By Trupti Rami
Elizabeth Matye steps into the kitchen. It’s Friday evening, and she needs to prepare food for Willie, Mo, J.D. and Owliver. She pulls one medium-sized rat and two small mice from the fridge. Tossing the rat back and forth in her bare hands like a Beanie Baby, she walks to the counter to make four portions for four raptors, birds of prey that hunt primarily in flight.
Matye is one of about 50 volunteers who care for the birds in the Raptor Rehabilitation Project at MU’s College of Veterinary Medicine. Raptor Rehab treats more than 100 birds and puts on about 40 educational presentations each year. But the job is more than handling these large birds of prey and spreading awareness about them; it’s messy, too.
Each day, volunteers are responsible for feeding between 11 and 20 raptors that stay in the Raptor Rehab compound located near the veterinary school. The seven raptors that attend presentations live permanently at the compound. They are Sir Piginous, a turkey vulture; Hephaestus, an American kestrel; J.D., a Harlan’s hawk; Willie and Emma, red-tailed hawks; and Owliver and Mo, great horned owls.
Michelle Walker, another volunteer, joins Matye in the kitchen, a modest room with concrete floors and wood paneling. Both volunteers help with Friday feedings.
“Ah, I don’t want to use the monster rat,” Walker says.
“Well, there’s a chunk in there,” Matye says, pointing to the top shelf of the fridge.
Half a rat sits next to a quail. Above them are two shelves littered with more thawing white rats and mice.
Matye has been with Raptor Rehab for more than three years. She doesn’t notice the cat food stench seeping from the rats anymore, nor does she bother putting on gloves before she begins to cut the portions.
“We do tell people if they have a really big problem with something, especially cutting things into pieces, they can feed mice,” she says.
This doesn’t bother Matye, though. It never has. Her shears cut through the rat’s fur and flesh easily before catching on a bit of fur. The rat’s organs threaten to fall out, but Matye ignores this, weighs the pieces and places them into labeled containers.
Four fur bowls line the counter as if Meret Oppenheim’s modern art piece had been relocated to the raptor compound. The whole process takes her fewer than two minutes. Then, she moves on to the mice.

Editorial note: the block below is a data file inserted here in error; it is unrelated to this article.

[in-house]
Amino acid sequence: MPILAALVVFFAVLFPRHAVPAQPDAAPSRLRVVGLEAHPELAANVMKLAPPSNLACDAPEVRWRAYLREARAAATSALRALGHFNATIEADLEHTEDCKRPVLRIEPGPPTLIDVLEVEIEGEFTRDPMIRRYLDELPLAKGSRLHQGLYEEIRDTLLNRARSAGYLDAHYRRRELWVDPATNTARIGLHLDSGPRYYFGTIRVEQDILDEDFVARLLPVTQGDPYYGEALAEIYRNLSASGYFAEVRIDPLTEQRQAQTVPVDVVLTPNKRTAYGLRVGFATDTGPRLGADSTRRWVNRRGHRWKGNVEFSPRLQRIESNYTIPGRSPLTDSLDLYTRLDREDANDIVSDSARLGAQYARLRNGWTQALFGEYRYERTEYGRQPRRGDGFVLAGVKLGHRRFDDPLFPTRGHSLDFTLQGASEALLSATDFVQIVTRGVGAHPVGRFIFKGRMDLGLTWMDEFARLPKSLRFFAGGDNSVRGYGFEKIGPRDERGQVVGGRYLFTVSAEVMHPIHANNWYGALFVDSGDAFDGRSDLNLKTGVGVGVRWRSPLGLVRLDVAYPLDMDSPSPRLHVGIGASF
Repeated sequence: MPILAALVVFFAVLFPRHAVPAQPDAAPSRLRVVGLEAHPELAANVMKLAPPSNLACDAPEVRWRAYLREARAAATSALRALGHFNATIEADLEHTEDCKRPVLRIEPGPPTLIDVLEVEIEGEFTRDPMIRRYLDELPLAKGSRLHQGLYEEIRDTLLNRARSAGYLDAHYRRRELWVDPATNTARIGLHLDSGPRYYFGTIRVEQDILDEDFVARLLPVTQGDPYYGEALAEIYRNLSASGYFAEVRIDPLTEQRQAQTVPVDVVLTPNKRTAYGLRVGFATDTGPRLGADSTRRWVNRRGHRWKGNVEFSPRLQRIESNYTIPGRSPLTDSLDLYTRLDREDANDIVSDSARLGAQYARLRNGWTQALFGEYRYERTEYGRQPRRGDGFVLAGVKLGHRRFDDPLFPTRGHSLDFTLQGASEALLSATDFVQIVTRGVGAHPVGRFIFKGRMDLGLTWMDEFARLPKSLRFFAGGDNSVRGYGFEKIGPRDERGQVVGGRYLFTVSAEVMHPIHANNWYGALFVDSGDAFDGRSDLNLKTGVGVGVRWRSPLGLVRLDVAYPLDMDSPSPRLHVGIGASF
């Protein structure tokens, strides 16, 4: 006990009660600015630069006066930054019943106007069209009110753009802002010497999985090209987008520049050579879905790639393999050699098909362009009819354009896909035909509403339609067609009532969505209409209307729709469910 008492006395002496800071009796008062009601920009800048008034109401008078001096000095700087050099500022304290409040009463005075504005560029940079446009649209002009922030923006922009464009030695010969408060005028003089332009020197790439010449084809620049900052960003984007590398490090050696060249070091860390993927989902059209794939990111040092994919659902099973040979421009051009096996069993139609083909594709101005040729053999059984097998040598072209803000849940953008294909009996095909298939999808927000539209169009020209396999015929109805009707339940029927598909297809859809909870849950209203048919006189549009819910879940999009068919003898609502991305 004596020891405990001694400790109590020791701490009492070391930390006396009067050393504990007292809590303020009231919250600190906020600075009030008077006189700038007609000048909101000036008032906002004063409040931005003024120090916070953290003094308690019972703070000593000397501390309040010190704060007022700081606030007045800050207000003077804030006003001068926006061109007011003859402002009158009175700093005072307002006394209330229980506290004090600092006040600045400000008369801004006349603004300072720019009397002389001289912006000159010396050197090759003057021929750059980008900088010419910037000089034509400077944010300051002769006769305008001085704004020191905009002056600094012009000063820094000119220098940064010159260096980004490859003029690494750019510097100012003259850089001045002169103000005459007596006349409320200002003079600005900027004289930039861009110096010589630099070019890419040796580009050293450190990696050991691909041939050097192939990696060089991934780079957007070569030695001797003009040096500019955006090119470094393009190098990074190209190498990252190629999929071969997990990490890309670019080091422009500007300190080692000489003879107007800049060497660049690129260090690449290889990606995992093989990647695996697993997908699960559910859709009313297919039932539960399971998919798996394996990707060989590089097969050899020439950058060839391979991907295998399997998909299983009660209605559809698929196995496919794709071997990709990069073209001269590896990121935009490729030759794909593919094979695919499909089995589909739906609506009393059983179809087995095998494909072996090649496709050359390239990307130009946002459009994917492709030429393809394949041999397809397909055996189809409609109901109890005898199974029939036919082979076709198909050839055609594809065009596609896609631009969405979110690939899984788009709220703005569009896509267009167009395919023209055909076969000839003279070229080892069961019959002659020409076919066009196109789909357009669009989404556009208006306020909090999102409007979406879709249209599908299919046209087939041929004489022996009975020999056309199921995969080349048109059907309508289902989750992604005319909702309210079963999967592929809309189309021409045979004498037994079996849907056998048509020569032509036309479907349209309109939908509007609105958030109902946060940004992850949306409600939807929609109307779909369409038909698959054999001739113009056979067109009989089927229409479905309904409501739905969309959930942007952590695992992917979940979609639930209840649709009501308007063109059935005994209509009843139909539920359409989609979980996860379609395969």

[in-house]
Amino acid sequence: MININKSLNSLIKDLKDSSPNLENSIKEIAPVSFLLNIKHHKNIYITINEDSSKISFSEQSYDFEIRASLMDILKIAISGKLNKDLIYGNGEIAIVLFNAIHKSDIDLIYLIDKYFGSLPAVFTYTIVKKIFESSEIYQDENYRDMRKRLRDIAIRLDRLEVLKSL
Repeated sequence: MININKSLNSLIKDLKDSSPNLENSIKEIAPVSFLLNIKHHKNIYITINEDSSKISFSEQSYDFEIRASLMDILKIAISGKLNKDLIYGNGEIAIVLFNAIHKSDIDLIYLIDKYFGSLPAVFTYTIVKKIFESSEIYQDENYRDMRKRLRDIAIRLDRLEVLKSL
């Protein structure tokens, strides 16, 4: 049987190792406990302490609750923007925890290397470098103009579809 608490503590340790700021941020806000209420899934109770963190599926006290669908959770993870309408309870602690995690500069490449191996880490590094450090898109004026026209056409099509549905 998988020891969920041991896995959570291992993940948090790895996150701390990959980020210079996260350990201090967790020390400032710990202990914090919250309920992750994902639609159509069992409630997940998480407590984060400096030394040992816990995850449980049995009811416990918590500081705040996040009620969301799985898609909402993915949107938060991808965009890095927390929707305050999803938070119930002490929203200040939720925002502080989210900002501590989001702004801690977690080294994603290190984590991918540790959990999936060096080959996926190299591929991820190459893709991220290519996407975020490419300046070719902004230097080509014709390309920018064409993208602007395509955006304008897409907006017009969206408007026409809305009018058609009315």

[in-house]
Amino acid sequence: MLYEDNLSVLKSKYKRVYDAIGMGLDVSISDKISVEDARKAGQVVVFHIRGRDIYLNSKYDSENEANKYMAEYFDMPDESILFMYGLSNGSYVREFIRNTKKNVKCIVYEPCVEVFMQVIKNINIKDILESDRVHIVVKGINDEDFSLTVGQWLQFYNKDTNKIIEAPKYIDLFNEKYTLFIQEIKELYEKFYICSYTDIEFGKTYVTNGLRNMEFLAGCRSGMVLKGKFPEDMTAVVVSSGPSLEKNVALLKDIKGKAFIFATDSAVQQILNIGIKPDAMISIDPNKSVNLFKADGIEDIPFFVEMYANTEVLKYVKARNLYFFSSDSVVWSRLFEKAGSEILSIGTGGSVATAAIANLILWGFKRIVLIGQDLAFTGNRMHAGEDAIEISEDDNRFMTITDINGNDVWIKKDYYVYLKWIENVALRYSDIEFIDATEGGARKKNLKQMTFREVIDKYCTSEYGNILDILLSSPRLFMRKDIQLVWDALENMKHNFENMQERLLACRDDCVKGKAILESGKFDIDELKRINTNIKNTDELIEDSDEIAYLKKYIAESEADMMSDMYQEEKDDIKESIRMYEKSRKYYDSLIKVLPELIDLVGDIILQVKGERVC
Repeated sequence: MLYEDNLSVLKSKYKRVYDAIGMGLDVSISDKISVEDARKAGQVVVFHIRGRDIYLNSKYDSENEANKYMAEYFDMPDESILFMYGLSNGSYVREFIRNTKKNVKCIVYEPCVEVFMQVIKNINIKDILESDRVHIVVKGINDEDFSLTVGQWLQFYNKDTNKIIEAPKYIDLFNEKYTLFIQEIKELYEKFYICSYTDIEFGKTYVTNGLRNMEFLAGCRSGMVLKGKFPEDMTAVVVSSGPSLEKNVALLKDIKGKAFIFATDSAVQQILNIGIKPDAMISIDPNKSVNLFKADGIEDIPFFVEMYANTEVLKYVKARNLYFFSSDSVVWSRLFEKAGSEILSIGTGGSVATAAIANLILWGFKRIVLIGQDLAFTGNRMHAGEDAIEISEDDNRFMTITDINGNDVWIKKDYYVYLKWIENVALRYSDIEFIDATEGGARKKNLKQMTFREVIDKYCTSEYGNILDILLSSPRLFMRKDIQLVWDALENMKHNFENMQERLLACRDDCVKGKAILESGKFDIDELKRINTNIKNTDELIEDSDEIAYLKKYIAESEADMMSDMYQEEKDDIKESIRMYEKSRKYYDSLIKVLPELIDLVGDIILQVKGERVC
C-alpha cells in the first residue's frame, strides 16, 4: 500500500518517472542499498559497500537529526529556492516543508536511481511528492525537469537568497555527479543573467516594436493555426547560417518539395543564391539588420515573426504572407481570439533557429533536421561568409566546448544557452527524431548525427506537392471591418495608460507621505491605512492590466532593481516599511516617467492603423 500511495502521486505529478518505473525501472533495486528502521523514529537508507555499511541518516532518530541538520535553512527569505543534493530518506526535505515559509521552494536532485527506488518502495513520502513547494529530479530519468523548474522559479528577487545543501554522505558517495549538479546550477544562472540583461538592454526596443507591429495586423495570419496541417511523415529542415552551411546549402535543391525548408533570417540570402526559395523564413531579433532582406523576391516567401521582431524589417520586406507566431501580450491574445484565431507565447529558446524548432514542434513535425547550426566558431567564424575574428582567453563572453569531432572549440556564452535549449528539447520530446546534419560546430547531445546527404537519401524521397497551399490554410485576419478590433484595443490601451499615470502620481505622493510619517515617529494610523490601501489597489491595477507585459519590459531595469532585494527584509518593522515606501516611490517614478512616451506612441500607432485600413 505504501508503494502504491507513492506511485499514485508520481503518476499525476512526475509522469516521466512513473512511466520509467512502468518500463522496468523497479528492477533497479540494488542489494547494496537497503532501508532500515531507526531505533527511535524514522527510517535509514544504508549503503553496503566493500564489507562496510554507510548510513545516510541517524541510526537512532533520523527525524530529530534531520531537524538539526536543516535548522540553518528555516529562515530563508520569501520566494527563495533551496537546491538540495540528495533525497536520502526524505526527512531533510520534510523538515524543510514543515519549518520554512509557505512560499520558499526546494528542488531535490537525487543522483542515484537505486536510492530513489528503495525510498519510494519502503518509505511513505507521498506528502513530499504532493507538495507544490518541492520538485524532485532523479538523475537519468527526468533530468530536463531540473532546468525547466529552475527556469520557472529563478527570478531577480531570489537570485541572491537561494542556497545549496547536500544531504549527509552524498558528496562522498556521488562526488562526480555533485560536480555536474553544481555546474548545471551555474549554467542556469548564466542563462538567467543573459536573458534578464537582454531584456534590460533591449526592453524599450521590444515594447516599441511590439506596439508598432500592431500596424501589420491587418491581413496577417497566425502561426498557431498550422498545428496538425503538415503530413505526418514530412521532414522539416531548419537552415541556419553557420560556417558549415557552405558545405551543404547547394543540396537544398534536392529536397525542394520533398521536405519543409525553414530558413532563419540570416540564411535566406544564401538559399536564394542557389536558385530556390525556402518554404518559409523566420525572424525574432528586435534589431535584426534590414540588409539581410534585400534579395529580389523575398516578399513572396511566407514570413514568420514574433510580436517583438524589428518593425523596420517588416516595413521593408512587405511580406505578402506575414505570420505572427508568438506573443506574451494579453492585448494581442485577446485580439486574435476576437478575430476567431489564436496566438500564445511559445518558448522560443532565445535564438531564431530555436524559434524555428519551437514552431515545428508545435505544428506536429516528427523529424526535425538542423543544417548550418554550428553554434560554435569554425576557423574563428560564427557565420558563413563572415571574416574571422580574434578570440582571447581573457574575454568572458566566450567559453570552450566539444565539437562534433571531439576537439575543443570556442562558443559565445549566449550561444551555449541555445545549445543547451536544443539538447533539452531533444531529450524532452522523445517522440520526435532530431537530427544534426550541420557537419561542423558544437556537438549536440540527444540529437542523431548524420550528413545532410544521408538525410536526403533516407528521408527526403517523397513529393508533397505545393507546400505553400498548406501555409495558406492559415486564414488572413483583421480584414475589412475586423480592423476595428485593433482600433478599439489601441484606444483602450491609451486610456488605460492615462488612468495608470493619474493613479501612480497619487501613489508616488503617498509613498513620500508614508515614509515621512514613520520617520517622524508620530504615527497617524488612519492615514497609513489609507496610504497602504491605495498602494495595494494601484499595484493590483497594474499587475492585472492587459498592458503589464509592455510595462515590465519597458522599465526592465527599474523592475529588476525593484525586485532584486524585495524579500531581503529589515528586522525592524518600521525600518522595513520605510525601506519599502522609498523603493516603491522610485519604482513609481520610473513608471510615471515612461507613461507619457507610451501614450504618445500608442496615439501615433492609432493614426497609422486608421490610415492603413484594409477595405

Two dead mice lie on the counter with their tails hanging over the edge. Matye pierces one mouse with a needle and injects it with medicine to treat the raptors’ arthritis. The mouse’s mouth bubbles with blood that drips onto the concrete floor. After slitting the next mouse’s side, she breaks a pill. Powder spills into its exposed abdomen. Matye massages the medicine into the stomach and intestines. She then snips off both tails to indicate the mice contain medicine. Now, she’s ready to feed the birds.
On her way out the door, Matye passes a sign on the door that reads, “Oops! Did your bird poop? Clean it up before it dries. Thanks!”
She walks along the one-person path through the snow with a tray of food in one hand and two leather gloves in the other. It’s after 6 p.m. when she finishes feeding J.D.
Matye moves down the mew, an outdoor enclosure, to where Willie lives. After two minutes, she exits the cabin-like structure and stands with Willie in her now leather-clad hand. It’s part of his training to be fed on the glove. It makes the hawks want to work with the volunteers, Matye says.
Matye moves Willie above her head in a ballet stance. Red-tailed hawks like to be higher than their surroundings when they eat. He sits on her hand debating whether to eat the rat. Matye waits.
One bird down, three more to go.